Friday, January 11, 2008

Louisiana Report

According to this report, the Louisiana state Board of Pardons received 4,240 applications for clemency during Democratic Gov. Kathleen Blanco’s four years in office (2004-2007). Of that number, only 849 were granted a hearing. The Board then denied 566 of the applications and 92 were held over for further consideration. As a result, a total of 331 applications were granted favorable recommendations and passed to Blanco. The Governor granted clemency for 285 applicants, denied 32 others and took no action on 14 applications. None of Blanco's actions involved high profile cases. Most were for inmates convicted of drug offenses. "She took very deliberate and thorough consideration of every one that came over here," said Terry Ryder, Blanco's executive council. This story is also covered here.


miss white said...

The state of lousiana is as corrupt as it was 60 years ago. They need to increase the treatment of its inmates and give them better living facilities.

victoria said...

I so agree my husband is currently incarcerated at Dixon Correctional Institute and there is so much scrutiny and corruption going on there. The female guards who are related to another male guard who may be higher rank who wanted eqaual opportunity employment rights to work at an all male facility but the male inmates aren't allowed to shower? The medical needs of the inmates are rarely ever met, they see a Dr. that is appointed to that facility who either won't or can't give the necessary medical assistance some of the inmates require. Taking them to Earl K. Long charity hospital is a joke they make numerous trips just to be told that the test they had run the first time which could have been 3 to 4 months earlier need to me done again then send them back to the facility to wait another 3 to 4months is a never ending cycle.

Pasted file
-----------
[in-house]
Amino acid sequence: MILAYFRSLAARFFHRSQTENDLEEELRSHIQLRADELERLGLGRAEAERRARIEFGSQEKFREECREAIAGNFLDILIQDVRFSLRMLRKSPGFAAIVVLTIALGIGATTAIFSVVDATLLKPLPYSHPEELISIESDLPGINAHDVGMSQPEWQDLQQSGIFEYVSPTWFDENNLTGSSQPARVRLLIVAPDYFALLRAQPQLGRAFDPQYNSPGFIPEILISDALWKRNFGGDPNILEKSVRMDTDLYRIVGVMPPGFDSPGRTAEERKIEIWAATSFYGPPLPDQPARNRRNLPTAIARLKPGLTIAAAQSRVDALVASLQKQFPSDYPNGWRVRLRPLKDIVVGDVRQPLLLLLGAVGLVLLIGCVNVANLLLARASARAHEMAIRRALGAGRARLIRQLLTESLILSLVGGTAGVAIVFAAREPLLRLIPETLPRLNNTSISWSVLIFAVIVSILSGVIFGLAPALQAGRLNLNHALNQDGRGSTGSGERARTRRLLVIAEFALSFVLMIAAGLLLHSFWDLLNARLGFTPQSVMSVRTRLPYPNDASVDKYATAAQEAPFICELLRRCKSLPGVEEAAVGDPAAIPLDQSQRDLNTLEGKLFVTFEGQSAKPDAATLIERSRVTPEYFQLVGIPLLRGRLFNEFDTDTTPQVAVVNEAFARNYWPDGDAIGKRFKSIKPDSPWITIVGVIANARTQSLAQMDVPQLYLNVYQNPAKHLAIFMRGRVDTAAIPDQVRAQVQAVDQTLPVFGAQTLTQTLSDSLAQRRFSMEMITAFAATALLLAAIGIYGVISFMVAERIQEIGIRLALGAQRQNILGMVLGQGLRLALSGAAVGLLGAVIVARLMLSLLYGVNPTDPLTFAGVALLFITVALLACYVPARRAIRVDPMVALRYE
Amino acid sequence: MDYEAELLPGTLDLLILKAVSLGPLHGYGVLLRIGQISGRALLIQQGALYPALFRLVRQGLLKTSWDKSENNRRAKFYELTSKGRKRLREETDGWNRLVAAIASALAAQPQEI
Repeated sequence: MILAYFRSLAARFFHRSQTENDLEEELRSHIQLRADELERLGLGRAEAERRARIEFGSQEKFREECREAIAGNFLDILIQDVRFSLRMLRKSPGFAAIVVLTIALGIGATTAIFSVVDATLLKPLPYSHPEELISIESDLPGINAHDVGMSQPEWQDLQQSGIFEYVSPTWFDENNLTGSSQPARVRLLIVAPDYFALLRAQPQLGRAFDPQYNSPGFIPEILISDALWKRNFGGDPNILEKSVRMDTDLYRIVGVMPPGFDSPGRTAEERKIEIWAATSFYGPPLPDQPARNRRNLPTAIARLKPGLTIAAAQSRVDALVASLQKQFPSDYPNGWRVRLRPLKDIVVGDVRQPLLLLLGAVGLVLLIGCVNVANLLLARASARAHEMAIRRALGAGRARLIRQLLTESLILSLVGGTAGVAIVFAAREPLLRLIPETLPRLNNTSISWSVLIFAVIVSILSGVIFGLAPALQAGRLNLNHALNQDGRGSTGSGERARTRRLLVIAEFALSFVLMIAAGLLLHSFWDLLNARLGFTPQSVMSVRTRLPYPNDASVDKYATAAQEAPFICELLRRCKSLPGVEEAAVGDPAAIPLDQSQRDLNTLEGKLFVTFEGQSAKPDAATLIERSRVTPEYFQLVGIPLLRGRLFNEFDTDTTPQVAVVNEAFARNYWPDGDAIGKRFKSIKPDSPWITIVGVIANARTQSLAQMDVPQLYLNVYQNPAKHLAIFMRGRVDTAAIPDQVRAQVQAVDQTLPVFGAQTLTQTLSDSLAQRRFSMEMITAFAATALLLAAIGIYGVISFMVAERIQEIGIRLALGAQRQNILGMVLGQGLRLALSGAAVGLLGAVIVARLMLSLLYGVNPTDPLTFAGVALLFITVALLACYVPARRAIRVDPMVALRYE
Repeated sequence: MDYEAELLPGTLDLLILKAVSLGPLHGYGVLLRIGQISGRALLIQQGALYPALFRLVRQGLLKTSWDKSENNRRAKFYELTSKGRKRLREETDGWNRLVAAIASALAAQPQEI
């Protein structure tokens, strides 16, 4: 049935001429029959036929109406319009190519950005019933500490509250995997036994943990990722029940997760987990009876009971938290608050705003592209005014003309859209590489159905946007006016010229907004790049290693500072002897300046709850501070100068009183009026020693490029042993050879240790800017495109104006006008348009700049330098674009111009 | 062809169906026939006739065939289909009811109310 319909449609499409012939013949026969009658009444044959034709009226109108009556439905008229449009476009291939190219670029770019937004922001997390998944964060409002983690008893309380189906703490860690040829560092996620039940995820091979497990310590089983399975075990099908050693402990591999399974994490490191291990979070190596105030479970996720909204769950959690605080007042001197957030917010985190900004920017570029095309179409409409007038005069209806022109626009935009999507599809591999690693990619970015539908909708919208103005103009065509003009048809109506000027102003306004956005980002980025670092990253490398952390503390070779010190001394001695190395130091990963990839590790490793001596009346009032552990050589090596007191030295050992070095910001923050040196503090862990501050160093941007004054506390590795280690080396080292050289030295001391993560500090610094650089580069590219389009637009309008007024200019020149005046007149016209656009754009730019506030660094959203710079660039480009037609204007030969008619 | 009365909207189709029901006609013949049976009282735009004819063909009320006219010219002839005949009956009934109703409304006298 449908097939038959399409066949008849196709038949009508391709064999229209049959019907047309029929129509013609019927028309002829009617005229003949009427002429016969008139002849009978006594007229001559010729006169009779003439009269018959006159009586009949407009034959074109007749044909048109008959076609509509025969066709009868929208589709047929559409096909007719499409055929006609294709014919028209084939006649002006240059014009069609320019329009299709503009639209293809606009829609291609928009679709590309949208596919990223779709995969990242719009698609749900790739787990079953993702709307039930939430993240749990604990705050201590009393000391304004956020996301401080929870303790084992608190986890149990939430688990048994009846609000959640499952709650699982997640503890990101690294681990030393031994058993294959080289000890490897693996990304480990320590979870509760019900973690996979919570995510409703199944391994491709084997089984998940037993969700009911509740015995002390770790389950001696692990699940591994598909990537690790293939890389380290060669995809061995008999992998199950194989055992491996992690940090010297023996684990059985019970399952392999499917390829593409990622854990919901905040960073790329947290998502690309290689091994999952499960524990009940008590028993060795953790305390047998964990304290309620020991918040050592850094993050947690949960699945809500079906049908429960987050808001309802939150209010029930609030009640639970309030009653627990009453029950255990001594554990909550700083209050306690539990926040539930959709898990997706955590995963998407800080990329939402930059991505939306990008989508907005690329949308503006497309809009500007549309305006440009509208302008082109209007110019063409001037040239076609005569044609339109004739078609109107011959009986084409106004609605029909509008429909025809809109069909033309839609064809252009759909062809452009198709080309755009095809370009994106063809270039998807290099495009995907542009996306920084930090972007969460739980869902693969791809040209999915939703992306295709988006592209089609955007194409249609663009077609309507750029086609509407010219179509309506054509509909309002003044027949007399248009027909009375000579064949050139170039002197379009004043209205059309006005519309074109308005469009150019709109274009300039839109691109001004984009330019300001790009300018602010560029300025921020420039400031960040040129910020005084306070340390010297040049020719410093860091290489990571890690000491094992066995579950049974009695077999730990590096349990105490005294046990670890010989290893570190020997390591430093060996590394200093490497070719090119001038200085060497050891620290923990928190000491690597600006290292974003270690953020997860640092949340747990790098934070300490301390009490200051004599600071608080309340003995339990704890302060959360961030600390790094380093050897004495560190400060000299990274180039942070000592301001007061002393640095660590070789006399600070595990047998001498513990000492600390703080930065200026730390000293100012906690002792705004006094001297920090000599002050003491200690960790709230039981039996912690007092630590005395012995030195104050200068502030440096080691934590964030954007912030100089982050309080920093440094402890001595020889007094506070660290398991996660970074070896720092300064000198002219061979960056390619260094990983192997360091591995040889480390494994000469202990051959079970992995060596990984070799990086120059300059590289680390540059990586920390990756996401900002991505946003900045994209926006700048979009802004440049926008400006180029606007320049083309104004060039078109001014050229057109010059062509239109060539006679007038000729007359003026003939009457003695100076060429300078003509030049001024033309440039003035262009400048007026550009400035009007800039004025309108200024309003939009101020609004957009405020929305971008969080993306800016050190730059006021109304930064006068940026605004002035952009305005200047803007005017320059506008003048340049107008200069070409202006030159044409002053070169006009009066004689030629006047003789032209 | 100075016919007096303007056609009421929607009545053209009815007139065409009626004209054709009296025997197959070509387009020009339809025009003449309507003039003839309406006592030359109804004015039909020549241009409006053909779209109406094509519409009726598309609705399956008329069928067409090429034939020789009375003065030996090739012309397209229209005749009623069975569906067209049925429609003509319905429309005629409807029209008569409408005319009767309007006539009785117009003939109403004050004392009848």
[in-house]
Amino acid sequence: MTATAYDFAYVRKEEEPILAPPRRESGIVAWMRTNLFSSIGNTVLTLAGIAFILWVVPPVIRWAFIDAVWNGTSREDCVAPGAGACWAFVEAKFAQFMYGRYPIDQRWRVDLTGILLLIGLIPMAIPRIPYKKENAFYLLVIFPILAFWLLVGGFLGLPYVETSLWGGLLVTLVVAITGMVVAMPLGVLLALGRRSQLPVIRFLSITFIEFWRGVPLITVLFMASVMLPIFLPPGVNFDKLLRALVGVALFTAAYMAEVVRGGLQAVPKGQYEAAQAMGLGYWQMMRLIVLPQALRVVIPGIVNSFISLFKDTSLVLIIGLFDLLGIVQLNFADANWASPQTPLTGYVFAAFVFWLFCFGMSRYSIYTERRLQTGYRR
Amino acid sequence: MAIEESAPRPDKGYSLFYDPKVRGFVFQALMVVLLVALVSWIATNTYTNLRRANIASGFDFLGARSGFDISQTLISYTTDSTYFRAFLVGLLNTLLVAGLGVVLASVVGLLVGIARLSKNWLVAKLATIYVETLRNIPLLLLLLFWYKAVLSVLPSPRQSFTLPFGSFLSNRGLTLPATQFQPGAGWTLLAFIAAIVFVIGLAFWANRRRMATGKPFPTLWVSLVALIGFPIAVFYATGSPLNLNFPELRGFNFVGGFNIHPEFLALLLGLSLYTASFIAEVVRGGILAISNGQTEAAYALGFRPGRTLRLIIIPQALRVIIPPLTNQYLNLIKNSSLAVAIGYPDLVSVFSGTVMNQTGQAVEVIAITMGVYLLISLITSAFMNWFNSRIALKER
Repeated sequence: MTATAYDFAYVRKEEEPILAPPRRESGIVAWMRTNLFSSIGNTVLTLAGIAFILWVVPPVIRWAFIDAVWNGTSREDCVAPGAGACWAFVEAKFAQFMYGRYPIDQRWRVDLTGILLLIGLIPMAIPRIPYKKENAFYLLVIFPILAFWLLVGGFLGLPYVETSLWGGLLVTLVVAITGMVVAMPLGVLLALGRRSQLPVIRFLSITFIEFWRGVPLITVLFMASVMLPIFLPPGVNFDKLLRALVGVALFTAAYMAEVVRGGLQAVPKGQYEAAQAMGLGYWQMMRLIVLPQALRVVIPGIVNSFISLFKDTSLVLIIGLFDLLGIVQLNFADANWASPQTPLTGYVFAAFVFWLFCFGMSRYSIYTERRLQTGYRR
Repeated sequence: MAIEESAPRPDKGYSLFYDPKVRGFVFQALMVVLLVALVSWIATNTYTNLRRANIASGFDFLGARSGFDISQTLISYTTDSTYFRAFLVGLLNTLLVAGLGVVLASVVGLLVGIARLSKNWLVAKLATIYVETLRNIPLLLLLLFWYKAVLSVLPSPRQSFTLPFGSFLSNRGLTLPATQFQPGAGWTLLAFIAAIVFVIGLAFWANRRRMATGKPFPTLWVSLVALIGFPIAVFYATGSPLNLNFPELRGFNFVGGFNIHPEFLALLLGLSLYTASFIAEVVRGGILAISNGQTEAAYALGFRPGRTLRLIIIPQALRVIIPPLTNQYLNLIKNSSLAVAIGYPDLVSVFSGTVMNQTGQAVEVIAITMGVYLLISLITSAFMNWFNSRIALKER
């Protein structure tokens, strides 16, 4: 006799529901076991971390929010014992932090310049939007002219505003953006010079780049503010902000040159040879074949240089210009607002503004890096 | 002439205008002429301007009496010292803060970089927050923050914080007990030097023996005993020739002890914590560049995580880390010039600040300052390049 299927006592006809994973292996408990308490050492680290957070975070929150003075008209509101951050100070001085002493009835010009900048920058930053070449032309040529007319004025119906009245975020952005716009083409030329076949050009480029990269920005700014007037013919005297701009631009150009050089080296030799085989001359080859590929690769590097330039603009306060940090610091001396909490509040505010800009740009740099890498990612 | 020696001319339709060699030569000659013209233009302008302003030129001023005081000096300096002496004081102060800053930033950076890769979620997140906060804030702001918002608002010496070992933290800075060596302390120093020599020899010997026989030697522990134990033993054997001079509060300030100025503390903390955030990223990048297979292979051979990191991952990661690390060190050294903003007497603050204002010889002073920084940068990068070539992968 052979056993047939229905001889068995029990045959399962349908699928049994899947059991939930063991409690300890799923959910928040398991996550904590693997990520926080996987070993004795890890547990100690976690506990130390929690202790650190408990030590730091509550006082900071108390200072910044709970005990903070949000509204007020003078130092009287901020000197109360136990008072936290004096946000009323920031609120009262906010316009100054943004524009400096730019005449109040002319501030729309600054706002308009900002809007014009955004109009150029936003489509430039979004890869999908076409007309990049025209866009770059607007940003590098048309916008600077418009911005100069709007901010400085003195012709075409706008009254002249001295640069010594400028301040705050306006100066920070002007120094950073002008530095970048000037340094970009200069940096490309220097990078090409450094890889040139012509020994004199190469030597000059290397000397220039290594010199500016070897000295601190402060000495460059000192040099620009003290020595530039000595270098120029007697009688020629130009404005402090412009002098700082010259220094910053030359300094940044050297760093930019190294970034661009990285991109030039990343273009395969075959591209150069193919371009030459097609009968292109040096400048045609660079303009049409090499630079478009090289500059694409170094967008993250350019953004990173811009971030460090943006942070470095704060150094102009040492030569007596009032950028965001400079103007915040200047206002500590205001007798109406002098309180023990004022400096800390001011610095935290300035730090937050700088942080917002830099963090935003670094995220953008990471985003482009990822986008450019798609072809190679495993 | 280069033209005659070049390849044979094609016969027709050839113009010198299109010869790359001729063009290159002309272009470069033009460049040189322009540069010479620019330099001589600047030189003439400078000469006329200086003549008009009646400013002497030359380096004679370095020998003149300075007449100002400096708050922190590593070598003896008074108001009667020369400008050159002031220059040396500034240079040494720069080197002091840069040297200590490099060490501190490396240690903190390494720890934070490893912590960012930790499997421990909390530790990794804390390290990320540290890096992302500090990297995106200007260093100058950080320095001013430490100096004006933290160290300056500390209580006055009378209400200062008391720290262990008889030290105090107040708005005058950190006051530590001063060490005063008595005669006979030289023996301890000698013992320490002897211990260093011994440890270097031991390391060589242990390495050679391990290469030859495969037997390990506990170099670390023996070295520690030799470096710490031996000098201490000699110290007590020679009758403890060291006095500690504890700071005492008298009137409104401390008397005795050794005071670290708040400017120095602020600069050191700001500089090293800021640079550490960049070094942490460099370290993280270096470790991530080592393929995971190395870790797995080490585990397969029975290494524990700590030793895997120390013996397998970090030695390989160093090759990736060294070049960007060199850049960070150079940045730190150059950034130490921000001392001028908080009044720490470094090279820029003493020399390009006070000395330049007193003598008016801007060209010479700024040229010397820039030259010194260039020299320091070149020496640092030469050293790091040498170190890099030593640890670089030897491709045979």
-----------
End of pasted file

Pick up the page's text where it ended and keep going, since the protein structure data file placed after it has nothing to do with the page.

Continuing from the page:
victoria said...

In adddition since the whole economy issue is supposedly putting a strain on everyone they are now informing the inmates due to the budget cuts their food supply is too short and are barely getting portions on their plates that would meet a childs lunch or breakfast or dinner needs. Then there is the federal funding where is that? The prison inmate fund where is that? Isn't that suppose to help the immates needs? What about the early release of non violent criminals? Havn't seen that yet either. Wouldn't it make sense to release some of the non violent offenders on a costly level.

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